A Coherent and Relevant Curriculum to Prepare Our Pupils for the Future
The Curriculum is mapped from the reception class to the year 6 class, and elements of knowledge and skills are carefully sequenced in every curriculum subject.
The process of curriculum sequencing plans out the skills (procedural knowledge), knowledge (declarative knowledge) and content across our school curriculum so that what children learn builds on what they've known before.
A coherent curriculum follows a logical progression. Attention is paid to the order in which knowledge, in whatever form that might take, should be introduced and revisited.
The Curriculum in many subjects depends on a deliberate approach to what will come next.
Effective sequencing will also embellish and unify what may seem like disconnected fragments of knowledge. To create a sense of coherence for our discipline, teachers ask: Why this? Why now?
Working memory is limited, so we must sequence our Curriculum by drawing on prior knowledge and logically sequencing learning episodes. Hence, they accumulate in small stages, securing understanding at one stage before moving on to the next.
When returning to crucial knowledge, we revisit and dig deeper than simple retrieval: we need to explicitly draw attention to where we have seen this vocabulary, concept, behaviour or pattern before and expose its relationship to what we are teaching now.
The Role of Memory in the Learning Process:
Memory plays a crucial role in the learning process. It enables us to encode, store, and retrieve learned information.
There are various types of memory, including working, short-term, and long-term. Working memory holds information being processed, while short-term memory stores information for a brief period, usually less than a minute. Long-term memory retains data for an extended duration, potentially a lifetime.
Several factors, including attention, motivation, and repetition, influence the retention of learned information. Concentration involves focusing on the information to be learned, while motivation affects the level of interest in the material. Repetition strengthens the connections between neurons involved in memory storage, leading to better retention.
In conclusion, memory plays a crucial role in the learning process. The encoding, storage, and retrieval of information are essential to effective learning. Understanding the different types of memory and the factors influencing memory retention can help individuals improve their learning outcomes.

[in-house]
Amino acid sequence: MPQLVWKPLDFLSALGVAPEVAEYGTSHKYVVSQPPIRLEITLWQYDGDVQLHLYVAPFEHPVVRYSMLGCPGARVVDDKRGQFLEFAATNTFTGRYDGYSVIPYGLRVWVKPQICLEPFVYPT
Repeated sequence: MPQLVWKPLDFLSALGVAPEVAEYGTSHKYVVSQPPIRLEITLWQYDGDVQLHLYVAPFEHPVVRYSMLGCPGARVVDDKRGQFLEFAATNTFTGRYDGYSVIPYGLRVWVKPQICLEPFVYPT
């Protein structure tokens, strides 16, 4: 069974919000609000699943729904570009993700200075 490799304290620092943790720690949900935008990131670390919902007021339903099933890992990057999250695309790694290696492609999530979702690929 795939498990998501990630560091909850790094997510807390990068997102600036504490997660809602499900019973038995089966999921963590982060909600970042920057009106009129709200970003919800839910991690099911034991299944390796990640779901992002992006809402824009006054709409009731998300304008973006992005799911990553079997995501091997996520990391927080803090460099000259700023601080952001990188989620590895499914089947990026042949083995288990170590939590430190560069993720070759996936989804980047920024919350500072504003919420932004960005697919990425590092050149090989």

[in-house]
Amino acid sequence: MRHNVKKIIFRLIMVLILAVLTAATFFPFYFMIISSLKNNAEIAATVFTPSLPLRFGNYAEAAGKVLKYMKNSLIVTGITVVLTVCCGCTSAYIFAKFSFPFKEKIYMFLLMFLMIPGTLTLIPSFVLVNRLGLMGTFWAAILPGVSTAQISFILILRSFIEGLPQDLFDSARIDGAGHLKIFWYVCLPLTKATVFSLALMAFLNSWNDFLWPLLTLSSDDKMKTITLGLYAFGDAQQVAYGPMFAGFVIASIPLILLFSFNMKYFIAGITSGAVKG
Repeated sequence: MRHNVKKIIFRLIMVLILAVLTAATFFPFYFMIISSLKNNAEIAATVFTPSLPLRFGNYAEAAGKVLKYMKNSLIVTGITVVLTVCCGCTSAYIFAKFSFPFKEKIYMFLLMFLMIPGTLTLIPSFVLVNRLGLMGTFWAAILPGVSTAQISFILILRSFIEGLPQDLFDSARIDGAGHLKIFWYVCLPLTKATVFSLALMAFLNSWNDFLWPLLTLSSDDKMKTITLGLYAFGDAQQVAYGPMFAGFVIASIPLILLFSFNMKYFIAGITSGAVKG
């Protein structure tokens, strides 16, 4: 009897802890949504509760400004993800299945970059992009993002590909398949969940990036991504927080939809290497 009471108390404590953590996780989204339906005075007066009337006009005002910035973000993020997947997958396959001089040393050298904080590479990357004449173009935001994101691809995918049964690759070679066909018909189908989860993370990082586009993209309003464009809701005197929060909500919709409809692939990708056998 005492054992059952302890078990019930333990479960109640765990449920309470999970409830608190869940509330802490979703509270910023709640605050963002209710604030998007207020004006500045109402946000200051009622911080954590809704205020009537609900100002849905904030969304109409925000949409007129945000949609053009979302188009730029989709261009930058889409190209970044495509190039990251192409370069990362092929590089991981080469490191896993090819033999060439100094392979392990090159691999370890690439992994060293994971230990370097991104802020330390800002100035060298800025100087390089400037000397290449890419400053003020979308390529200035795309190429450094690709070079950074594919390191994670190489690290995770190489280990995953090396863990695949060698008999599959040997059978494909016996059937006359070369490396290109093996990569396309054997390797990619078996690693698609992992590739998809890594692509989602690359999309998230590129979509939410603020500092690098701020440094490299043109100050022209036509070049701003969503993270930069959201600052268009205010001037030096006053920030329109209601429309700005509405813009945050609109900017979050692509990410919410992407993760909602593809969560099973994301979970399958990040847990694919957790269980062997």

Strategies for Effective Learning:
We teach our pupils various styles and strategies for learners to comprehend and recall new material effectively. These strategies promote the development of critical thinking and reasoning skills essential to success in education and beyond. Examples of cognitive skills include active discussion, the use of learning tools, and problem-solving.
Effective cognitive strategies include identifying and organising relevant information, summarising key points, and self-testing to ensure understanding and recall. Active discussion is another method that promotes cognitive learning by encouraging learners to engage in dialogue and reflection with their peers.
Cognitive strategies benefit students by fostering profound understanding, improving retention, and enhancing problem-solving abilities. Learners who utilise cognitive techniques are better equipped to process complex information, creating a more immersive and enjoyable learning experience.
The ongoing training of our teaching staff is focused on developing pupils' cognitive skills as essential for successfully retaining and applying new concepts. Cognitive strategies such as active discussion, summary techniques, and self-testing are practical tools that promote effective learning. By incorporating these techniques, learners can enhance their critical thinking and reasoning abilities, leading to more excellent academic and professional success.
HPS has an excellent academic reputation and an enviable success rate for Local Authority Grammar and Independent Grammar schools. Our carefully designed Curriculum naturally prepares children for any examination at the end of juniors. In addition to daily mathematics and English lessons, the children in year five also receive two verbal reasoning lessons and two non-verbal reasoning lessons each week. During the summer of year 5, those members of staff who have taught the children during the academic year offer summer classes at no additional cost. This gives the children valuable revision and examination practice, giving them the best opportunity to do well in the entrance examinations. The Local Authority entrance examinations are taken in the first week of September.